However, a dozen years or so ago, I read “Make Democracy Work – Civic Traditions in Modern Italy” by Robert Putnam:

Putnam evaluates the institutional performance of twenty Italian regional governments using surveys, interviews and a diverse set of policy indicators. His central finding is that wide variations in the performance of these governments are closely related to the vibrancy of associational life in each region. In northern Italy, where citizens participate actively in sports clubs, literary guilds, service groups and choral societies, regional governments are “efficient in their internal operation, creative in their policy initiatives and effective in implementing those initiatives.”

In southern Italy, by contrast, where patterns of civic engagement are far weaker, regional governments tend to be corrupt and inefficient. Putnam explains this relationship between strong networks of citizen participation and positive institutional performance in terms of “social capital” — the networks, norms of reciprocity and trust that are fostered among the members of community associations by virtue of their experience of social interaction and cooperation.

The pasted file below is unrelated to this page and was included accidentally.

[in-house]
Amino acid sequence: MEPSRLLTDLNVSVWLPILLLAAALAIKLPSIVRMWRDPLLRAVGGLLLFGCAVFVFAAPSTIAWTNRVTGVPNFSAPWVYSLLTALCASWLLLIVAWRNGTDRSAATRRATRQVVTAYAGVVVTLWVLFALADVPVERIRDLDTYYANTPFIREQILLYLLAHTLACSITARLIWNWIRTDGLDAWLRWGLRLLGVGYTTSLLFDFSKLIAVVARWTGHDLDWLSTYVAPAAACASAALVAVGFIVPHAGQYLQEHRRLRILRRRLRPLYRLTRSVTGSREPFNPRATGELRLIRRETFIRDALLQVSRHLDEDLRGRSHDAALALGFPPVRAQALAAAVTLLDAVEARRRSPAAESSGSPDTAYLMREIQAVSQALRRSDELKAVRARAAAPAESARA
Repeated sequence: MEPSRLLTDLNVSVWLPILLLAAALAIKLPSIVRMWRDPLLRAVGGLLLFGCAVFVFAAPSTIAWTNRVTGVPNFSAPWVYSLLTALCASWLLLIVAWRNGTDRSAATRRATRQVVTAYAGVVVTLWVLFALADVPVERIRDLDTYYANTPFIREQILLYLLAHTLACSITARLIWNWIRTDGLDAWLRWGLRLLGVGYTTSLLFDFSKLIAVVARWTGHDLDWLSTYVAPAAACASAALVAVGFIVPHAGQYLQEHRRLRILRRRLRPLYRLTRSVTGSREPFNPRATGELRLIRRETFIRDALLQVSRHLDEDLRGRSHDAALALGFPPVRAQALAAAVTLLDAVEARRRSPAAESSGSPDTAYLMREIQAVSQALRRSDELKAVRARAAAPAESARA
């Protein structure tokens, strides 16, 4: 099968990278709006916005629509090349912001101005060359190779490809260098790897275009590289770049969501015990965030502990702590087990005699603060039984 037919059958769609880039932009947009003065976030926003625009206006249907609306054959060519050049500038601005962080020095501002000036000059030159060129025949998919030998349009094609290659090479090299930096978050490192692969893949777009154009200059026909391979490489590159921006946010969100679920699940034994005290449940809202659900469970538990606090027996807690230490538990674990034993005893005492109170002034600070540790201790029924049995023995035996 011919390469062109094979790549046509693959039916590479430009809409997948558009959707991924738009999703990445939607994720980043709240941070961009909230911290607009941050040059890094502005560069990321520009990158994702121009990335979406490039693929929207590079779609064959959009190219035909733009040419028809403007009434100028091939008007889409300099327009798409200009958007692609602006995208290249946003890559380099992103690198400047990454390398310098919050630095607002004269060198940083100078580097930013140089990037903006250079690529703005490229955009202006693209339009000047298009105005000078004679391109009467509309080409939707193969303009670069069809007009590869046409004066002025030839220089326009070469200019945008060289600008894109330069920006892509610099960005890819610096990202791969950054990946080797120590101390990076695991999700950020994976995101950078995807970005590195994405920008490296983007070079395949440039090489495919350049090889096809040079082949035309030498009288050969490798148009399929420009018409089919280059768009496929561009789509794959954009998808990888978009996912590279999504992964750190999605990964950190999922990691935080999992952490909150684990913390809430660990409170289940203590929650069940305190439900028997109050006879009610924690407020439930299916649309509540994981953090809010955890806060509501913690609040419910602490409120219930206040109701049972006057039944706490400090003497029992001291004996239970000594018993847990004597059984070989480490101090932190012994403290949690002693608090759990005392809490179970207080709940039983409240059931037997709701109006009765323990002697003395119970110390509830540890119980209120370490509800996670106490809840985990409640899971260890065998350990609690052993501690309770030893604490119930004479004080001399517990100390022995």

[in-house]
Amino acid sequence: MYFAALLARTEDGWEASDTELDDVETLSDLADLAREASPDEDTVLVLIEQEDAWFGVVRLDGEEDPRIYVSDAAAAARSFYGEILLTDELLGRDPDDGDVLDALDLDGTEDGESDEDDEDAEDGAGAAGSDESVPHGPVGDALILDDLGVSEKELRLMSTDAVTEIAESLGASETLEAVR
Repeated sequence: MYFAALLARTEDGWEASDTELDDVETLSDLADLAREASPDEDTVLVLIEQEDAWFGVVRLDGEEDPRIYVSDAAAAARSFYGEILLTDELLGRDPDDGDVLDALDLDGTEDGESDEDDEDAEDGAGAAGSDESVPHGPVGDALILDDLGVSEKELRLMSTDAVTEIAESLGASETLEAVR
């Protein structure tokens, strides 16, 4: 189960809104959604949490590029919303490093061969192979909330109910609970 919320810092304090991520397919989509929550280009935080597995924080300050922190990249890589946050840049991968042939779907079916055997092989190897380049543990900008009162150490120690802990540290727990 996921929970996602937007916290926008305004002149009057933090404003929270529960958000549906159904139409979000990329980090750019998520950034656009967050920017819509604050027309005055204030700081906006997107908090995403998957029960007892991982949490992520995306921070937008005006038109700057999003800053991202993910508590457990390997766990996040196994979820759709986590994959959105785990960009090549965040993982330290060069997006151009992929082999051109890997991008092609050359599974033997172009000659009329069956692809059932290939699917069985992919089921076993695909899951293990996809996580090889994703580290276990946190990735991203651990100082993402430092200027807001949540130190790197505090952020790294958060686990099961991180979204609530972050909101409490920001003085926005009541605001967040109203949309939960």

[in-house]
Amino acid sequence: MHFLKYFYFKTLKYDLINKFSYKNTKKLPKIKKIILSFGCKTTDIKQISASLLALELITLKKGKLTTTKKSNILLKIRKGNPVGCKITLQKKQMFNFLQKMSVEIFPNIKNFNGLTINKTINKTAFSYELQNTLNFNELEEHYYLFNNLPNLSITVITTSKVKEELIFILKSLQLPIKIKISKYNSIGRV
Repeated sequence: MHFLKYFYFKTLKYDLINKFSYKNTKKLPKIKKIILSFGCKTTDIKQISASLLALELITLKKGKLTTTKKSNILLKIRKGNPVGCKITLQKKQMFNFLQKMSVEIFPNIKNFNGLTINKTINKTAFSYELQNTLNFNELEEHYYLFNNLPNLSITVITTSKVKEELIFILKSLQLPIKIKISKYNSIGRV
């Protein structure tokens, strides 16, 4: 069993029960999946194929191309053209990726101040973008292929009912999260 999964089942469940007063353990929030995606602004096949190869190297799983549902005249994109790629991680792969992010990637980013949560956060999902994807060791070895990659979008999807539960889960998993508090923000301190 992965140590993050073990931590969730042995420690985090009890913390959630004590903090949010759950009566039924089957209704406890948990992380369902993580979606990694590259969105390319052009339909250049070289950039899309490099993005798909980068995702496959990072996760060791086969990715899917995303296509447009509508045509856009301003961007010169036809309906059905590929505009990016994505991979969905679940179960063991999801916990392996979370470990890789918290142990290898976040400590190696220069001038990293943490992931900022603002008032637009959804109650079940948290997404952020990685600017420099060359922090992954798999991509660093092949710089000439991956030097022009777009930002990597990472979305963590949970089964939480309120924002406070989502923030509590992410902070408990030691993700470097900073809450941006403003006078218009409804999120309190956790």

It’s very hard to dismiss, it’s the same country, same law, same national government, same economic system, and yet two clearly different outcomes in northern and southern Italy.  Putnam has tons of empirical data of associational life and other indicators linked to the somewhat fluffy concept of social capital, and they all show a striking difference between northern and southern Italy.

It managed to convince me at least, that while economic system and policies matter greatly for prosperity, there are other less tangible factors linked to people / culture / trust / social capital that are also important.